The goal of this class is to provide students with an overview of advanced quantitative methods including multivariate statistical analysis and scale development procedures. This course will help students become skilled in reading, understanding, and using these designs. It will also examine the broad principles and application of multivariate statistical models for the design of quantitative studies and the treatment of data as well as statistical methods employed in scale development. Topics include multivariate analysis of variance and covariance, factor analysis, binary logistic regression, multiple regression, discriminant analysis, power, and meta-analysis. These methods will also be used to understand scale development along with knowledge and application of reliability, validity, types of scales, item analysis, multi-trait multi-method validation, and item response theory. Prerequisite: CP 932, CP 926
Depth Psychological Methods I
CL 928......................2 Units
The foundation for a complex psychological epistemology that honors the autonomous character of soul, and an approach to research that keeps soul in mind are developed. Students dialogue with traditions of empirical psychology, depth psychology with particular emphasis on Jung's psychology, and phenomenology. The course articulates an ethical and therapeutic approach to research which takes into account dynamic unconscious factors in research. In addition to this focus on approach, this course also briefly introduces the processes of research that arise from it and discusses the role of method. A key aim of the course is the development of a critical attitude toward the multiple levels of the psyche as it presents itself through personal history, diverse cultures, and the collective and ecological dimensions of experience.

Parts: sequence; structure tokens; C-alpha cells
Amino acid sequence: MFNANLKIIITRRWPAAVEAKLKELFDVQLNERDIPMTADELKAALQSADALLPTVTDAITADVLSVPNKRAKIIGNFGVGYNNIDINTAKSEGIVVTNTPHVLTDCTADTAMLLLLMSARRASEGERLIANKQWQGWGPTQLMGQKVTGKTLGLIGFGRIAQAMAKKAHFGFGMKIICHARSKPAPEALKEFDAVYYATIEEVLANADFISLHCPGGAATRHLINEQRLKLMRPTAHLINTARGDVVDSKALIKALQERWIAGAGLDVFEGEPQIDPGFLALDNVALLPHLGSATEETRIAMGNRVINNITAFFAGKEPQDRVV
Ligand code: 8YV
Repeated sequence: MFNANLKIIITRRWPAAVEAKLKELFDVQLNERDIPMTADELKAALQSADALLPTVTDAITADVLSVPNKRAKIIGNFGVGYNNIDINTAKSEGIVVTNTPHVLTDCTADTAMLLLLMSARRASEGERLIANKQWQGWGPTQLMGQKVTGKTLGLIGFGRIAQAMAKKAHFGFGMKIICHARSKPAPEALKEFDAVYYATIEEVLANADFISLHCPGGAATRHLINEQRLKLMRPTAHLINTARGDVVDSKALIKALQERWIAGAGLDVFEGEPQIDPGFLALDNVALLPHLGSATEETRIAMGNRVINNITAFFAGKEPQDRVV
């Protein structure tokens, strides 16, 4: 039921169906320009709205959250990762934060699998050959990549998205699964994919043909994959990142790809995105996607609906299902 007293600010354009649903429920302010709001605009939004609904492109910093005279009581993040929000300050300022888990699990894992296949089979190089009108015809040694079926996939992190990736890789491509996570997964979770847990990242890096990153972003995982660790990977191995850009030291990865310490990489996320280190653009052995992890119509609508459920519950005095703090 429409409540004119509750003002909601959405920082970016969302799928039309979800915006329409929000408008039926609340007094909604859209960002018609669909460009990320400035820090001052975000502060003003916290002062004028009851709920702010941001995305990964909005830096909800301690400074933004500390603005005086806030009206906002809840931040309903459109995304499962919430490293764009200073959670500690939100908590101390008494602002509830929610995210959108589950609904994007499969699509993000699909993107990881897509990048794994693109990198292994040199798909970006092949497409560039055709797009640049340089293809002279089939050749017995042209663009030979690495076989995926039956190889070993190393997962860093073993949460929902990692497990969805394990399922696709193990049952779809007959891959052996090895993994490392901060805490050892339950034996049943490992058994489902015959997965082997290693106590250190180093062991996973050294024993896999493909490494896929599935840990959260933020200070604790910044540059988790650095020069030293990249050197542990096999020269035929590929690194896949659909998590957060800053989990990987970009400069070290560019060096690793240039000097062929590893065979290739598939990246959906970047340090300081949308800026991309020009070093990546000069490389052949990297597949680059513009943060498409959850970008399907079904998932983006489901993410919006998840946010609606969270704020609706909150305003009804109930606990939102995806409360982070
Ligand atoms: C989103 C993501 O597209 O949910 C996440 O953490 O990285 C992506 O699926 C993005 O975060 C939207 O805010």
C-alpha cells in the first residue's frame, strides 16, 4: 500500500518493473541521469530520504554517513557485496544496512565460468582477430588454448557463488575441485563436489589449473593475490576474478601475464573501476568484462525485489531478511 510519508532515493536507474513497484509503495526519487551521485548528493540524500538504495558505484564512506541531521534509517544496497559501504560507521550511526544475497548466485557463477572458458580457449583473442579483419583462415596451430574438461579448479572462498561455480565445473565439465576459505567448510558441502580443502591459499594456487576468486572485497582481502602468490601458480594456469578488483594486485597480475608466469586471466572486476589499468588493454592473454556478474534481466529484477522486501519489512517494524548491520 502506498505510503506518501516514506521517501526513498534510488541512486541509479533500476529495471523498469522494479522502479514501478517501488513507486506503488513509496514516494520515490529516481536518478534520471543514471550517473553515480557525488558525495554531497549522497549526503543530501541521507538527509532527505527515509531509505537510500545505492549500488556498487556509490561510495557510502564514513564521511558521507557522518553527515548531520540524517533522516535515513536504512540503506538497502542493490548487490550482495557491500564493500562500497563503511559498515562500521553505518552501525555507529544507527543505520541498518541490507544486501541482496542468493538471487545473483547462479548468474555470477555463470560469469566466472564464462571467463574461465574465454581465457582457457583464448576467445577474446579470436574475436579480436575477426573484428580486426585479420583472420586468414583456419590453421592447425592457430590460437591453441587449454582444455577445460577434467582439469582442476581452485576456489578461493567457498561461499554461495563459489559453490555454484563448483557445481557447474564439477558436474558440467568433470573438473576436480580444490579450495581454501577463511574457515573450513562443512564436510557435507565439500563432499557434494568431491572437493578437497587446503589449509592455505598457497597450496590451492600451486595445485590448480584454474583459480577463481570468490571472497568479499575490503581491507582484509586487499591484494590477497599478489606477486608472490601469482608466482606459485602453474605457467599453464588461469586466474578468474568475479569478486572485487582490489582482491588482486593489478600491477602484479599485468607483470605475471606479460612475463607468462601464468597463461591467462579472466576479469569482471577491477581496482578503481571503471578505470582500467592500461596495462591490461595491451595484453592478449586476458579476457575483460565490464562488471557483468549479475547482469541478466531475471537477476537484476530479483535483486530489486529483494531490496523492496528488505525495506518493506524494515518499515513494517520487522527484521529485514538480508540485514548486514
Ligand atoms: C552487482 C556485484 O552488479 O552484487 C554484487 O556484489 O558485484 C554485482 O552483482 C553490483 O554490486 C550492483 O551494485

Dissertation Development I
CP 961......................1 Unit
This course emphasizes on the development of critical thinking skills, related to evaluating research studies and the writing of a doctoral dissertation in clinical psychology. Other basic skills covered include: APA format, library research skills, grant writing, as well as ethics and professional issues regarding writing and publishing. In addition, the course focuses on the identification of appropriate topics for one's dissertation within the academic field of clinical psychology, and the beginnings of a literature review. Faculty members review students' potential topics and their initial literature review efforts.
Research Designs and Methodology IV: Advanced Qualitative Method
CL 940......................2 Units
The course focuses on one or two of the major human science traditions, such as: phenomenology, hermeneutics, heuristic approaches, ethnography, grounded theory, biography, and case study. This semester the theory and praxis of hermeneutics, with an emphasis on social constructionism and metabletics (investigation of historical changes) are covered in depth, and students gain more extensive, hands-on experience with these particular qualitative approaches. Emphasis is given to ethics and diversity, as well as the parallels between research and clinical practice. Prerequisites: CP 932, CP 933